To be ready for a possible resurgence of the virus this winter, SPIS worked with staff from the Children’s National Hospital biomedical engineering team and the Walter Reed National Military Medical Center’s 3-D Medical Applications Center on evaluating the swabs and manufacturing requirements, to help develop the required regulatory and process controls, documentation and safety testing needed for consistent and safe production of the swabs. If rapid production of swabs becomes necessary in the future to alleviate shortages, the ongoing collaborative preparations will facilitate NIH swab production.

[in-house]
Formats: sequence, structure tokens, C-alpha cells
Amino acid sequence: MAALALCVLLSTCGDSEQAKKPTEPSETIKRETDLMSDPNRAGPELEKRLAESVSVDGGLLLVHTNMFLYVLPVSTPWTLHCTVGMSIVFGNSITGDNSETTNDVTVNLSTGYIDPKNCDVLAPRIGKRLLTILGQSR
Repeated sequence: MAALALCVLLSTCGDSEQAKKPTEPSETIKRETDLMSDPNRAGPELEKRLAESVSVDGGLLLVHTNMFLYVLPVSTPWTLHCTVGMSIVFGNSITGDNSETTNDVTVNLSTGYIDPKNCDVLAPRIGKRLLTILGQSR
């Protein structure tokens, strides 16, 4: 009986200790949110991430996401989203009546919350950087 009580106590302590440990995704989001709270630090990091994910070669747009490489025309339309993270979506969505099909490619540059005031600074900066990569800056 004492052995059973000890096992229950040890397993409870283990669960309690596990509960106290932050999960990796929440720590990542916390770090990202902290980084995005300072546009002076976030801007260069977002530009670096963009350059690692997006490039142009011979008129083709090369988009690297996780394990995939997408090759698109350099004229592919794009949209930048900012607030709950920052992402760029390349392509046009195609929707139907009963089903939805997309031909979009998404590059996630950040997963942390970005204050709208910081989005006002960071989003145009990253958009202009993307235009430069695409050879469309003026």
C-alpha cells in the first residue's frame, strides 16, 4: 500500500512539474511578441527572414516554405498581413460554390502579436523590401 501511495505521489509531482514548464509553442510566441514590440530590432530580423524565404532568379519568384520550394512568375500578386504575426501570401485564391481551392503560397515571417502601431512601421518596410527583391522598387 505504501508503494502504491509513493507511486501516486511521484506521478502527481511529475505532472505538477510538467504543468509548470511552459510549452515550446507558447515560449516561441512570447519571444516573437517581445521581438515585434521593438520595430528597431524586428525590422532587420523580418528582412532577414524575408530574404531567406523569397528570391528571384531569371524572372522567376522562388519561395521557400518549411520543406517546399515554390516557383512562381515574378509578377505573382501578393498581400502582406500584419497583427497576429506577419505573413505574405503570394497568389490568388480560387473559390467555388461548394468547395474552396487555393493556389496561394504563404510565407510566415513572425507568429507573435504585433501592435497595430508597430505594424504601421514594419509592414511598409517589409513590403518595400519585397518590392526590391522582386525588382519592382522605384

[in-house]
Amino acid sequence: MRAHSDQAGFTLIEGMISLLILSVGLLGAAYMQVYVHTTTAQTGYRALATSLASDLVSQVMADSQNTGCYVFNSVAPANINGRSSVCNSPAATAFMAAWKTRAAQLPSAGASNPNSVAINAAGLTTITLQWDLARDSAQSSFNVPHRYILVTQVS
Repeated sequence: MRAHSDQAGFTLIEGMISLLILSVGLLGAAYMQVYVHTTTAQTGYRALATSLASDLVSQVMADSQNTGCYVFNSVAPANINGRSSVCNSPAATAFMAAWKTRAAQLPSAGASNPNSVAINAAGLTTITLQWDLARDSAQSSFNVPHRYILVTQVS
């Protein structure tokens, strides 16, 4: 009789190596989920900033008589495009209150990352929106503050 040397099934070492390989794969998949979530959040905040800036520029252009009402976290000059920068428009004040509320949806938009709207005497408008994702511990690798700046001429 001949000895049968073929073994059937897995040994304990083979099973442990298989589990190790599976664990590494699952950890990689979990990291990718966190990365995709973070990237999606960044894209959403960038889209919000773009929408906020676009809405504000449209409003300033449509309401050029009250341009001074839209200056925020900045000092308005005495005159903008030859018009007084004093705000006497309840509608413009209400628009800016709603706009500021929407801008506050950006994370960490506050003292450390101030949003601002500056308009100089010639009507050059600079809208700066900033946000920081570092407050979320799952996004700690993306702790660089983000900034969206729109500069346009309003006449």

Confronted by this pandemic, the CIT SPIS team developed practical solutions for frontline health care workers by expanding its collaborative work and quickly reorienting its members’ engineering knowledge and experience toward the new problems posed by Covid-19.
“The team’s flexibility and creativity in approaching our community’s needs is just one of many examples of the larger NIH Intramural Research Program’s rapid response to this pandemic,” said Dr. Andy Baxevanis, CIT’s acting scientific director and director of computational biology for the IRP. “NIH’s approach of fostering interdisciplinary, cross-IC technology groups such as the SPIS team allows the IRP to quickly address emerging global health challenges through many different approaches. You never know what solution, big or small, the minds at NIH might think of next, once given the challenge.”